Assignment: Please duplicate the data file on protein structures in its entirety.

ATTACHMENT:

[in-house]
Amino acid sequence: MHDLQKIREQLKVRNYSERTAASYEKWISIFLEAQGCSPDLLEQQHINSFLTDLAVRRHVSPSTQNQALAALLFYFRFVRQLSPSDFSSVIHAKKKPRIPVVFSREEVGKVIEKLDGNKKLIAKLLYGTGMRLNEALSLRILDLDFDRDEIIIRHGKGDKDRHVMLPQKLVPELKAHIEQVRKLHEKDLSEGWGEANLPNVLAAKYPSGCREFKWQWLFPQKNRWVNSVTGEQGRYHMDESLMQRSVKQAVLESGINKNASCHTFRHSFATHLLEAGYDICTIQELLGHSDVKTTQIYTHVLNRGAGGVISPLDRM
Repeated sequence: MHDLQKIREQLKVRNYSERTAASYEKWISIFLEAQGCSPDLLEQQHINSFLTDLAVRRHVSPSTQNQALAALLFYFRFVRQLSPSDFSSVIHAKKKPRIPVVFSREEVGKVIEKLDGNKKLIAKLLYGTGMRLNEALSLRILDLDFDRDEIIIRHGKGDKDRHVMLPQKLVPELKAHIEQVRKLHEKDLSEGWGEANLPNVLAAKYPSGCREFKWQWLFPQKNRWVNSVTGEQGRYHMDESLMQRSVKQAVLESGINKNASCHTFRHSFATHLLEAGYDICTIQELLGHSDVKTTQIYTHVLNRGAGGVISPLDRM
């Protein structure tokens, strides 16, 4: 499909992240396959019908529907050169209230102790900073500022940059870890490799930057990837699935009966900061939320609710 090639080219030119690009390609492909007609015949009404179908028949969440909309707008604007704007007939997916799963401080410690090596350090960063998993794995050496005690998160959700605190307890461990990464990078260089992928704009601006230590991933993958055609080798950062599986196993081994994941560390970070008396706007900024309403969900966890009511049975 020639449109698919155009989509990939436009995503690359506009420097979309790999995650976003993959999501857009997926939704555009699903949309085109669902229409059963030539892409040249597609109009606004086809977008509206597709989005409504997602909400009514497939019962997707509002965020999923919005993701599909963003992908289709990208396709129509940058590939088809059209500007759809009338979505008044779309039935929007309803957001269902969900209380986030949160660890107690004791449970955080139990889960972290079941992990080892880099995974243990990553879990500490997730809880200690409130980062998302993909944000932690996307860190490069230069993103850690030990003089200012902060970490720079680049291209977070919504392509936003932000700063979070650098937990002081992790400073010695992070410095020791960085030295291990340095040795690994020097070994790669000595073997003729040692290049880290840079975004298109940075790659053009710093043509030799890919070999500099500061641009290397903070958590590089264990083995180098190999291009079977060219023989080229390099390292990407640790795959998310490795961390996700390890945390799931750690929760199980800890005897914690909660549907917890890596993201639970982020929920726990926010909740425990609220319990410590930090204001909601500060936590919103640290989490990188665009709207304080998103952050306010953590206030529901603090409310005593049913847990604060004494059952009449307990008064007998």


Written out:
[in-house]
Amino acid sequence: MHDLQKIREQLKVRNYSERTAASYEKWISIFLEAQGCSPDLLEQQHINSFLTDLAVRRHVSPSTQNQALAALLFYFRFVRQLSPSDFSSVIHAKKKPRIPVVFSREEVGKVIEKLDGNKKLIAKLLYGTGMRLNEALSLRILDLDFDRDEIIIRHGKGDKDRHVMLPQKLVPELKAHIEQVRKLHEKDLSEGWGEANLPNVLAAKYPSGCREFKWQWLFPQKNRWVNSVTGEQGRYHMDESLMQRSVKQAVLESGINKNASCHTFRHSFATHLLEAGYDICTIQELLGHSDVKTTQIYTHVLNRGAGGVISPLDRM
Repeated sequence: MHDLQKIREQLKVRNYSERTAASYEKWISIFLEAQGCSPDLLEQQHINSFLTDLAVRRHVSPSTQNQALAALLFYFRFVRQLSPSDFSSVIHAKKKPRIPVVFSREEVGKVIEKLDGNKKLIAKLLYGTGMRLNEALSLRILDLDFDRDEIIIRHGKGDKDRHVMLPQKLVPELKAHIEQVRKLHEKDLSEGWGEANLPNVLAAKYPSGCREFKWQWLFPQKNRWVNSVTGEQGRYHMDESLMQRSVKQAVLESGINKNASCHTFRHSFATHLLEAGYDICTIQELLGHSDVKTTQIYTHVLNRGAGGVISPLDRM
């Protein structure tokens, strides 16, 4: 499909992240396959019908529907050169209230102790900073500022940059870890490799930057990837699935009966900061939320609710 090639080219030119690009390609492909007609015949009404179908028949969440909309707008604007704007007939997916799963401080410690090596350090960063998993794995050496005690998160959700605190307890461990990464990078260089992928704009601006230590991933993958055609080798950062599986196993081994994941560390970070008396706007900024309403969900966890009511049975 020639449109698919155009989509990939436009995503690359506009420097979309790999995650976003993959999501857009997926939704555009699903949309085109669902229409059963030539892409040249597609109009606004086809977008509206597709989005409504997602909400009514497939019962997707509002965020999923919005993701599909963003992908289709990208396709129509940058590939088809059209500007759809009338979505008044779309039935929007309803957001269902969900209380986030949160660890107690004791449970955080139990889960972290079941992990080892880099995974243990990553879990500490997730809880200690409130980062998302993909944000932690996307860190490069230069993103850690030990003089200012902060970490720079680049291209977070919504392509936003932000700063979070650098937990002081992790400073010695992070410095020791960085030295291990340095040795690994020097070994790669000595073997003729040692290049880290840079975004298109940075790659053009710093043509030799890919070999500099500061641009290397903070958590590089264990083995180098190999291009079977060219023989080229390099390292990407640790795959998310490795961390996700390890945390799931750690929760199980800890005897914690909660549907917890890596993201639970982020929920726990926010909740425990609220319990410590930090204001909601500060936590919103640290989490990188665009709207304080998103952050306010953590206030529901603090409310005593049913847990604060004494059952009449307990008064007998």